Today, workplace discrimination based on sexual orientation is outlawed, and the public health system provides gender-reassignment surgery free of charge.

The new family law would expand not just gay rights but also protections for women, children and the elderly. It urges couples to share housework equally, condemns family violence and insists that kids have a voice in family decisions.

“So this goes against the traditional paterfamilias [model], with the Latin father being in charge,” Kirk said.

Cuba’s Catholic bishops and other Christian religious leaders have spoken out strongly against the proposal. It could also get a thumbs-down from other social conservatives.

“The proposal is permeated by what is known as ‘gender ideology,’ which, as often happens with ideologies, is a construction of ideas that people want to impose by force onto reality, and wind up distorting it,” the Cuban Conference of Catholic Bishops said in a statement.

The new measure, which would replace a 1975 family code, was discussed in more than 79,000 community meetings between February and April, and amended based on citizens’ suggestions. Cuba’s National Assembly passed it in July. It needs more than 50 percent of the votes cast in Sunday’s referendum to take effect. Typically, measures put to a referendum in Cuba receive overwhelming support, but the outcome this time is not as clear.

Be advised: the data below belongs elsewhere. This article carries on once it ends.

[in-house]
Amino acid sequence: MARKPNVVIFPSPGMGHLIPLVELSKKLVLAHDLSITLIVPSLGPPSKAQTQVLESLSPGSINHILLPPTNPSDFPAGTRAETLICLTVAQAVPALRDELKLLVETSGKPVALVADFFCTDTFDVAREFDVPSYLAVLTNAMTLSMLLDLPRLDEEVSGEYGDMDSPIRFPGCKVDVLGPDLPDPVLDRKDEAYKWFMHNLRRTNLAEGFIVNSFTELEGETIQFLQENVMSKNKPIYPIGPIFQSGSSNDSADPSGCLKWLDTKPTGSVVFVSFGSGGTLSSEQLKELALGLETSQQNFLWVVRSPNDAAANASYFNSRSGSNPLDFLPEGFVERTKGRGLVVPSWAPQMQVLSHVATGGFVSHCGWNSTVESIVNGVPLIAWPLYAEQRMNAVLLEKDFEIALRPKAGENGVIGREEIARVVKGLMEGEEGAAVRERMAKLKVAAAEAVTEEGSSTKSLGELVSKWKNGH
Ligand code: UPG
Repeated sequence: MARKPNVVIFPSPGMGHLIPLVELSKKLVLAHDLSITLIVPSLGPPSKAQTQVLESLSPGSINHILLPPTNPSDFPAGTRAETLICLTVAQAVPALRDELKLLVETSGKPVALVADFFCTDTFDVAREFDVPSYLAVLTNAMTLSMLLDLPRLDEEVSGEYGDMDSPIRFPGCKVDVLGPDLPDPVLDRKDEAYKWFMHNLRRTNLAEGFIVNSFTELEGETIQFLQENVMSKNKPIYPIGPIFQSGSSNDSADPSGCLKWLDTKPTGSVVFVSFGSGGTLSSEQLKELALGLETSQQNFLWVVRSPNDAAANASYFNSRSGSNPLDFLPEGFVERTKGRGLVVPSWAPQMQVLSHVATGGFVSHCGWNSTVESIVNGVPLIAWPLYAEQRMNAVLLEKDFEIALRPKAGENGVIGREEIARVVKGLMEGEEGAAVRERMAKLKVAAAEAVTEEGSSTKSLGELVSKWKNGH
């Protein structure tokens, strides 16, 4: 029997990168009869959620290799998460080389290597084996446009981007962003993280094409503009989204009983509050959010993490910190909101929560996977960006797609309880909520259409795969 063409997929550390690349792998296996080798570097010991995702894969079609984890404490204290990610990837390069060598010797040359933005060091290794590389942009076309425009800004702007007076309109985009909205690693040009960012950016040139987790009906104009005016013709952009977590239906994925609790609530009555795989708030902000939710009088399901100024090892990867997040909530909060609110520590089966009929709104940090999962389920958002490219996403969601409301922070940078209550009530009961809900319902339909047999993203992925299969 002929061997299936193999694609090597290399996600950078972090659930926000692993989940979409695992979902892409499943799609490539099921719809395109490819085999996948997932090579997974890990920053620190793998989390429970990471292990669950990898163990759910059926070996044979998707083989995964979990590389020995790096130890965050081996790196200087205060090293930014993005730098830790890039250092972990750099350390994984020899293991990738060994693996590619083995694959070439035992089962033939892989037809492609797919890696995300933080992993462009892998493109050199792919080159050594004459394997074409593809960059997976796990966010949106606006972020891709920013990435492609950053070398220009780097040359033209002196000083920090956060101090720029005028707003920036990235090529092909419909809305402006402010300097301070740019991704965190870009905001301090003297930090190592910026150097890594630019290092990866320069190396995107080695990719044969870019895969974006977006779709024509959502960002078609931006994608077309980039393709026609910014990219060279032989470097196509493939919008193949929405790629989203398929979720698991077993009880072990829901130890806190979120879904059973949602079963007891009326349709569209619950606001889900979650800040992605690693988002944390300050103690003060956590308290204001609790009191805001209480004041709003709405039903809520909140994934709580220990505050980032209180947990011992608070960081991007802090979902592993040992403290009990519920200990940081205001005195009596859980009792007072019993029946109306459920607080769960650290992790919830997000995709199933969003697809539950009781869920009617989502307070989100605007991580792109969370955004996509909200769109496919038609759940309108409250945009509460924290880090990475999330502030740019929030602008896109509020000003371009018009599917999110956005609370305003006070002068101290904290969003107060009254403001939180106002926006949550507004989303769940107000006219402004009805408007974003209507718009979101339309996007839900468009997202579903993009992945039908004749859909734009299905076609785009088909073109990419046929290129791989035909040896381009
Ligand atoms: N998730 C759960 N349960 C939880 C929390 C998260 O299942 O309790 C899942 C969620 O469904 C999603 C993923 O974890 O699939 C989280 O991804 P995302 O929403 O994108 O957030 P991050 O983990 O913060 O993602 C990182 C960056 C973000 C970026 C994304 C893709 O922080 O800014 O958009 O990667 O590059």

While the government has billed the referendum as an exercise in democracy, some critics say the rights of gay people shouldn’t be subject to a vote.

“The fact they are asking people what they think about the rights of a minority shows they don’t really understand how democracies work,” said Juan Pappier, senior Americas researcher for Human Rights Watch.

Alejandra Ibarra Chaoul contributed to this report.


Mary Beth Sheridan is a correspondent covering Mexico and Central America for The Washington Post. Her previous foreign postings include Rome; Bogota, Colombia; and a five-year stint in Mexico in the 1990s. She has also covered immigration, homeland security and diplomacy for The Post, and served as deputy foreign editor from 2016 to 2018.

Gavin Newsom takes Pro-Choice fight to Anti-Abortion States

On September 15, California governor Gavin Newsom announced that billboards with the assertive pro-choice messages below were going up in several states. Very striking. How many more to follow?